Reading books is one of life’s greatest pleasures. Losing yourself in a story and coming out with a sense of joy and wonder is fantastic. If you can learn something along the way it’s even better. (I love reading nonfiction, so if fiction can teach me something I’m really grateful.)
An author who brings me much happiness and satisfaction is Cory Doctorow. I find his books (both fiction and nonfiction) thoroughly enjoyable as well as rewarding. What’s more, I greatly admire how he markets and distributes his work.
The most important thing about any book is, “is it any good?” If it’s not an enjoyable read, then whatever it says doesn’t matter at all. I thoroughly enjoy Doctorow’s writing and find it gripping and engaging. I really can’t put his books down: once I get stuck into a story, I want to keep reading and find out what happens next.
I was sick of cars driving right past me. The next time a car appeared down Market Street, I stepped right out into the road, waving my arms over my head, shouting “STOP.” The car slewed to a stop and only then did I notice that it wasn’t a cop car, ambulance or fire-engine.
It was a military-looking Jeep, like an armored Hummer, only it didn’t have any military insignia on it. The car skidded to a stop just in front of me, and I jumped back and lost my balance and ended up on the road. I felt the doors open near me, and then saw a confusion of booted feet moving close by. I looked up and saw a bunch of military-looking guys in coveralls, holding big, bulky rifles and wearing hooded gas masks with tinted face-plates.
I barely had time to register them before those rifles were pointed at me. (Little Brother)
I’m a fan, but I’m not a fool. I realize that his style wouldn’t be to everyone’s taste. My wife would not enjoy his work. (Fair enough. Much of what she reads doesn’t appeal to me either!) You might not either. There’s really only one way to find out: pick up a book and try it out.
For me, any writer who describes a character as a “sucking chest wound of a human being” is well worth reading.
Besides my admiration for the man being able to create terrific literature, I also love the theme of creating that runs through his books. Many of his main characters are artists or creative types, building or making or composing. He’s got one book, Makers, that’s all about the creation process but his other books abound with movie makers , programmers, and more.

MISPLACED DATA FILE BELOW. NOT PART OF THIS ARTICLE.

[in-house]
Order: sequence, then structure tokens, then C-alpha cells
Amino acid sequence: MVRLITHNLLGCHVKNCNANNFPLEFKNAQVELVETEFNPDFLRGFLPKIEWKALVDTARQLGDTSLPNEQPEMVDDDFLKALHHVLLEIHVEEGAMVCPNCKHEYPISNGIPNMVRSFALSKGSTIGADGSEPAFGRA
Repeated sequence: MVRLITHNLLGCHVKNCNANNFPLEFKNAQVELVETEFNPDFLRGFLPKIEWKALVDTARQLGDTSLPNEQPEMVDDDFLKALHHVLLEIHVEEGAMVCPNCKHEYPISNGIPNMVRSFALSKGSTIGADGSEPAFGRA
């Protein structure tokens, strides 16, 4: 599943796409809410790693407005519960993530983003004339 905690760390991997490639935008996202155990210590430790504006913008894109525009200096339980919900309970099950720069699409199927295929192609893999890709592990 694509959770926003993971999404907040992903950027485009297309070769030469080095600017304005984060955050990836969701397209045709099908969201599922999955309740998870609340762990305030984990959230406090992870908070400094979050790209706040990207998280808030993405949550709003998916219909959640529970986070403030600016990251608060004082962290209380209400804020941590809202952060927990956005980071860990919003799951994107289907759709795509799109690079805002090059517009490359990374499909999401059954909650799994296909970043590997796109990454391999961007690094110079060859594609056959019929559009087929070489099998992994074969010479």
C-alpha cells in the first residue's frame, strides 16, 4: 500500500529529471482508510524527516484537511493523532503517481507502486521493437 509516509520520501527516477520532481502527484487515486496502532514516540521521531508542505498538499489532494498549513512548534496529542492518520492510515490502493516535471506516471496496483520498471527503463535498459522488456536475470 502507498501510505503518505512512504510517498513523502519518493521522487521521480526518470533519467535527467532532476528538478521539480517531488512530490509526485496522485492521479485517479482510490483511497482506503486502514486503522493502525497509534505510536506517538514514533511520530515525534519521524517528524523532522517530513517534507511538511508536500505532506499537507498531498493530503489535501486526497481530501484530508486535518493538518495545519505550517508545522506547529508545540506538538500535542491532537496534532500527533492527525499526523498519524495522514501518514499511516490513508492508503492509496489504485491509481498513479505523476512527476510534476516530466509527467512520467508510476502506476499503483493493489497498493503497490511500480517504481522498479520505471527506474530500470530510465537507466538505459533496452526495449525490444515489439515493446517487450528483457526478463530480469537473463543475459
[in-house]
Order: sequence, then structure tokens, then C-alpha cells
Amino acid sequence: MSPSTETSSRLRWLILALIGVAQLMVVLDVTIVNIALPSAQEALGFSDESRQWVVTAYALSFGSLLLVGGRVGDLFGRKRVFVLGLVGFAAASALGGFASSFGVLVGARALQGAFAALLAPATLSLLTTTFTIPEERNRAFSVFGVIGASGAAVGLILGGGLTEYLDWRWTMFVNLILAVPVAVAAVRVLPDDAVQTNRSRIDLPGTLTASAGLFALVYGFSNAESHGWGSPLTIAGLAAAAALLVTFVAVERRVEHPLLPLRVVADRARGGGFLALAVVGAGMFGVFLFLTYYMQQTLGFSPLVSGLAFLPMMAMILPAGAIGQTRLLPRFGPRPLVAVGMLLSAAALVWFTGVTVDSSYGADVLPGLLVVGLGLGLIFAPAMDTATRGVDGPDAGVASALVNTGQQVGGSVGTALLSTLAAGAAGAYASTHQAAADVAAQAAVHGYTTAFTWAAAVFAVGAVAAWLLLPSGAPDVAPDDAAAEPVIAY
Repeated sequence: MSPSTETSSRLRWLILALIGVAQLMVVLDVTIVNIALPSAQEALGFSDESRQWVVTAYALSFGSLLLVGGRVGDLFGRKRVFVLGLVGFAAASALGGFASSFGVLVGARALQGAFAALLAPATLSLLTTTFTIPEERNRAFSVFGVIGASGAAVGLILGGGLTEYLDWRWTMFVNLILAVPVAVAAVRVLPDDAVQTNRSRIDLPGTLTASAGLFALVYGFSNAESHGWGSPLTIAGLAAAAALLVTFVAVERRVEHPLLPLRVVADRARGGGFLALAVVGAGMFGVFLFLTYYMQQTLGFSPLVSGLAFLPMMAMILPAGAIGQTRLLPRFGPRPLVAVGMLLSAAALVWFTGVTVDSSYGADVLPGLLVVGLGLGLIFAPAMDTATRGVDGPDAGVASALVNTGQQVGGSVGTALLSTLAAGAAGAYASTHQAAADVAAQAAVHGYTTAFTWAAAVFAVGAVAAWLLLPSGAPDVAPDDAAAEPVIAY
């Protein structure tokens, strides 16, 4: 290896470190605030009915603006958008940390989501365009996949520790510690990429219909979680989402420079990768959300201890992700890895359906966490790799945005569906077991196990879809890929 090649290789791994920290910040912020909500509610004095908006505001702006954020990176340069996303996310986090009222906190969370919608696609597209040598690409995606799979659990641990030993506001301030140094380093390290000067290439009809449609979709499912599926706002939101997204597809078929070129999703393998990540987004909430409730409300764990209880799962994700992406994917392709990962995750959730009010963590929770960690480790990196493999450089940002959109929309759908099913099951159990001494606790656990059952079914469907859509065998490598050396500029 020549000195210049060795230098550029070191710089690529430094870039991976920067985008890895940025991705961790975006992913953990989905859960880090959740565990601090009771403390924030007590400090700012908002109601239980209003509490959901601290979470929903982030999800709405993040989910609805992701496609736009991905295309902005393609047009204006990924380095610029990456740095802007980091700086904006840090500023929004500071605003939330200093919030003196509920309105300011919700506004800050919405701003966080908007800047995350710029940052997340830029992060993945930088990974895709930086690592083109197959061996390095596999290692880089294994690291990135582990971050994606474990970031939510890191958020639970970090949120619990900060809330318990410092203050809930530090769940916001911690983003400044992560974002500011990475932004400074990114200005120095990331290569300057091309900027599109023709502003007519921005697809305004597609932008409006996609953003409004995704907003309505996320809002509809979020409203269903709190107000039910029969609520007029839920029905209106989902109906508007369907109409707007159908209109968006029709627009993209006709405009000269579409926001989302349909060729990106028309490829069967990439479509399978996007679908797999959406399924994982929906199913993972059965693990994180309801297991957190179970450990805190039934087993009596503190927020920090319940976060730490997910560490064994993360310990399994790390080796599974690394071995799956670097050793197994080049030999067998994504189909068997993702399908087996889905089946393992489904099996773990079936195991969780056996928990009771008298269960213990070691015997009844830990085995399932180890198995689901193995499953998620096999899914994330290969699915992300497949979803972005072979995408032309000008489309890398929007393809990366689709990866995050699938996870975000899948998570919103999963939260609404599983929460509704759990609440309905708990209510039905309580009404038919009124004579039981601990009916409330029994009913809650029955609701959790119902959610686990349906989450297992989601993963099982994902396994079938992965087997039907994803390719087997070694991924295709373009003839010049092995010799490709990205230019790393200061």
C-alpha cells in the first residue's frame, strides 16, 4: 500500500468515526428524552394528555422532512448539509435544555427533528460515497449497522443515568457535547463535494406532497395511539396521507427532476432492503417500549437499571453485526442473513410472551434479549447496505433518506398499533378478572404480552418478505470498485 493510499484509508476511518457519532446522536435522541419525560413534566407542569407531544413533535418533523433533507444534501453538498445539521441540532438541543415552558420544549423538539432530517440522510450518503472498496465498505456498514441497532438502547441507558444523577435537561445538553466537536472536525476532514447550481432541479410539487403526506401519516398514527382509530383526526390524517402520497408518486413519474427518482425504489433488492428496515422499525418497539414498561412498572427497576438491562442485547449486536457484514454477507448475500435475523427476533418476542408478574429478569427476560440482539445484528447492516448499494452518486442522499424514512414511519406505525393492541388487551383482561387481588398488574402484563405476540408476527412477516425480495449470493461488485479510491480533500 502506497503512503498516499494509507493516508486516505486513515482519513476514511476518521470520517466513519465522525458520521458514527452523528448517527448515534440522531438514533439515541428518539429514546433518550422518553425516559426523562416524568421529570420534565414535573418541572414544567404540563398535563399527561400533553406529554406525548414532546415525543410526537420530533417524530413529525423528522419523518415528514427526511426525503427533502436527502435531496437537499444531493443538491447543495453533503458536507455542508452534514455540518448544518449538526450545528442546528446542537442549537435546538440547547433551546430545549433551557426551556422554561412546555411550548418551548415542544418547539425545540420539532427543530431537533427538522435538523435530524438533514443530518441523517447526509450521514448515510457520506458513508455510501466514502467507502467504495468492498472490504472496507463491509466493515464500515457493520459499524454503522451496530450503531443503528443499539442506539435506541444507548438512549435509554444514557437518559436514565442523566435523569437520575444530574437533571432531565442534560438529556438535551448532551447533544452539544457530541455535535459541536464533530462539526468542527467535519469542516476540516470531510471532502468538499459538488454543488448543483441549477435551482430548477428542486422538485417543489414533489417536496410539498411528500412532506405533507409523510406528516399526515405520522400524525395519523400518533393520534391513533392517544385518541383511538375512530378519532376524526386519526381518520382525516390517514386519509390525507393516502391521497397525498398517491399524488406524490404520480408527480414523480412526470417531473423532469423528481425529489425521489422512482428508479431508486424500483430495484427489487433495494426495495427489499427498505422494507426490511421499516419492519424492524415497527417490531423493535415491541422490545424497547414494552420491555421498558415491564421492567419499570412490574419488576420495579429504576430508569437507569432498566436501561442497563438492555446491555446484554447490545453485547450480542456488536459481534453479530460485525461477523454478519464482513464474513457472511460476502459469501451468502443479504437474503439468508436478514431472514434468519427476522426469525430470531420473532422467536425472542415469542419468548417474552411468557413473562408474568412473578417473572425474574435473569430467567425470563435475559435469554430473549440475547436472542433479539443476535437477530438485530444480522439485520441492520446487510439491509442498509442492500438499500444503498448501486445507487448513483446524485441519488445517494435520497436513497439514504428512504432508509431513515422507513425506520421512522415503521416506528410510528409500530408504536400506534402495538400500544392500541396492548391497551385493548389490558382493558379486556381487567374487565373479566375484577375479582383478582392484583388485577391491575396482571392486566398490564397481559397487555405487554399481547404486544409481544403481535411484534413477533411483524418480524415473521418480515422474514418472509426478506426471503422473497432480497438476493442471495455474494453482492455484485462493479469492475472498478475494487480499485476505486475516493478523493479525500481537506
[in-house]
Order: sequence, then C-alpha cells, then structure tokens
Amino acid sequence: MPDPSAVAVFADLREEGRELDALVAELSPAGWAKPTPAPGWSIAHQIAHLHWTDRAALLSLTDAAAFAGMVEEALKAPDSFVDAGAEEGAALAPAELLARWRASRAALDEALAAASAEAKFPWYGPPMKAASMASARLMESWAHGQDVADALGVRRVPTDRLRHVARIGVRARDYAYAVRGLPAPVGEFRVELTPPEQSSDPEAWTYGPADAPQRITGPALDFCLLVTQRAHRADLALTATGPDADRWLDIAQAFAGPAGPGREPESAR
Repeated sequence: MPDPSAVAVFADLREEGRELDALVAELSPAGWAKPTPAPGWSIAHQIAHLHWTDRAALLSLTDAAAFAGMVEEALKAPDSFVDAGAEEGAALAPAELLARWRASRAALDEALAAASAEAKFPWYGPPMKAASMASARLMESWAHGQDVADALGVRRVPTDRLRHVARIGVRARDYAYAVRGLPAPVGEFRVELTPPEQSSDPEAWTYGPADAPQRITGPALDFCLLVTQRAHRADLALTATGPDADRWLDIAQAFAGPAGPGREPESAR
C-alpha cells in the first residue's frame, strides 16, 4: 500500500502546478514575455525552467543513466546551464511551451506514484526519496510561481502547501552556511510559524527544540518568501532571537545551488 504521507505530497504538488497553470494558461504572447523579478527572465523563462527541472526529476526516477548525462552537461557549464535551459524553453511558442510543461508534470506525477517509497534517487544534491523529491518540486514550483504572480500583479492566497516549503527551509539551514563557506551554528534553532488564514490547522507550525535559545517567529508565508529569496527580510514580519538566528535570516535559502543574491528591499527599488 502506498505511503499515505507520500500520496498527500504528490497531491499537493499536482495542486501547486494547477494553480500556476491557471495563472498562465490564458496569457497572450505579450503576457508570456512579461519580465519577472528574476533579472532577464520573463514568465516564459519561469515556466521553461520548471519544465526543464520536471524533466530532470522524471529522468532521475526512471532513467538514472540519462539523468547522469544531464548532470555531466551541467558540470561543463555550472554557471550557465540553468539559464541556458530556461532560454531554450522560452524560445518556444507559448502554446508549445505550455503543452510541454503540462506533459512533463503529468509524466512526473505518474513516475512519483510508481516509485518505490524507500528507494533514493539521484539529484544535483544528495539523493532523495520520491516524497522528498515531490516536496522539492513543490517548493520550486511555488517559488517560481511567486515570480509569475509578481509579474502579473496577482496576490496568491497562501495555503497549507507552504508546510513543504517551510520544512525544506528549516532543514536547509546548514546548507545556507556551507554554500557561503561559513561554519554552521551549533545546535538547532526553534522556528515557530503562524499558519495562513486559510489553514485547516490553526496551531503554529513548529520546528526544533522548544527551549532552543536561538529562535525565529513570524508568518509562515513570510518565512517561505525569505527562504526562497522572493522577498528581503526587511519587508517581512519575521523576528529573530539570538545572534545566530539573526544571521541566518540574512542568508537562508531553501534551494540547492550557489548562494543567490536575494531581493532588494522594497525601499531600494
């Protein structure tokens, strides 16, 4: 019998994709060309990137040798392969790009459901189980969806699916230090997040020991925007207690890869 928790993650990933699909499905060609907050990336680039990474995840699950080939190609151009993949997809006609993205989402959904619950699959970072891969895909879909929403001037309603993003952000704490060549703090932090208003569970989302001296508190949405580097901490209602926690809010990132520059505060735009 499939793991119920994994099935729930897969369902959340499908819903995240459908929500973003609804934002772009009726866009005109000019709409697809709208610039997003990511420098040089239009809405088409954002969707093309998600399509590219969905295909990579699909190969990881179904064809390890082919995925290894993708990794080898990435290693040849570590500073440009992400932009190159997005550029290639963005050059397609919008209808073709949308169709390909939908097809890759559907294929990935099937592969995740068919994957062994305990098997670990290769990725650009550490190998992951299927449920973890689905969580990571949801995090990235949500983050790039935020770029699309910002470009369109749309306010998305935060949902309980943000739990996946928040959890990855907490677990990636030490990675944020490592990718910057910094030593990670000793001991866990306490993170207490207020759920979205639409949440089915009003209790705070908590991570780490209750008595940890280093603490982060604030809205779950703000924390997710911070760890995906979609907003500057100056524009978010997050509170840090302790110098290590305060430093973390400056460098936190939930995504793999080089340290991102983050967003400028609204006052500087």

Apart from making his books more fascinating, the different takes on the creative process also makes creativity more real and more reachable. Doctorow writes many books for teens. By making his protagonists artists and creators, he encourages his readers to do the same.
That idea came from me. I created it. It wasn’t lying around, waiting to be picked up like a bunch of pebbles on the beach. It was something that didn’t exist until I made it, and probably wouldn’t have existed unless I did. That’s what ‘to create’ means: to make something new. (Pirate Cinema)
If just one teenager reads one of Doctorow’s books and decides that her own creative impulses are worth pursuing and makes something new and original, I’d say that he has achieved real success.
Doctorow goes into a lot of interesting and thought-provoking ideas in his books, and he explains them well. I’ve used this section from Little Brother in my programming classes to get students excited about the thrill of building programs:
If you’ve never programmed a computer, you should. There’s nothing like it in the whole world. When you program a computer, it does exactly what you tell it to do. It’s like designing a machine – any machine, like a car, like a faucet, like a gas-hinge for a door – using math and instructions. It’s awesome in the truest sense: it can fill you with awe.
Whether it’s creating programs, editing videos, using 3D printers, encrypting email, hacking security systems …or cold-brewing coffee, taking over abandoned buildings, finding free gourmet food, or any number of other interesting and fascinating real-life tasks, Doctorow’s books always leave me knowing more and wanting to try new things.
What really sets Doctorow apart from other good writers is how he distributes his books. He gives them away for free.
Yes. That’s correct: he gives them away for free. All his books are licensed with a Creative Commons license that retains his rights as author but gives permission for you (and me!) to download his books for free and share them with friends. He recognizes the reality of today’s internet-fueled sharing economy:
I can’t stop you from copying this book (even if I wanted to). I can’t force you to buy it in order to read it (even if I wanted to). All I can do is ask you to consider purchasing it if you enjoyed it. (Pirate Cinema)
To make a living from his writing, he encourages …no, he exhorts the reader to purchase a copy of the book. All his ebooks have “commercial interludes” between chapters with links to online bookstores and calls to buy a copy. (Sometimes – particularly in Pirate Cinema – these commercials are enjoyable enough to read in their own right.) He also encourages people to buy and donate copies of the books for people (usually teachers and librarians) who lack the budget to buy a copy of the book themselves.
These are effective commercial techniques. I’ve bought many copies of his books for others …and if you look at his “donate” pages, there are plenty of people out there like me.
Anyway, time to stop reading my thoughts about Doctorow. Go read one one of his books.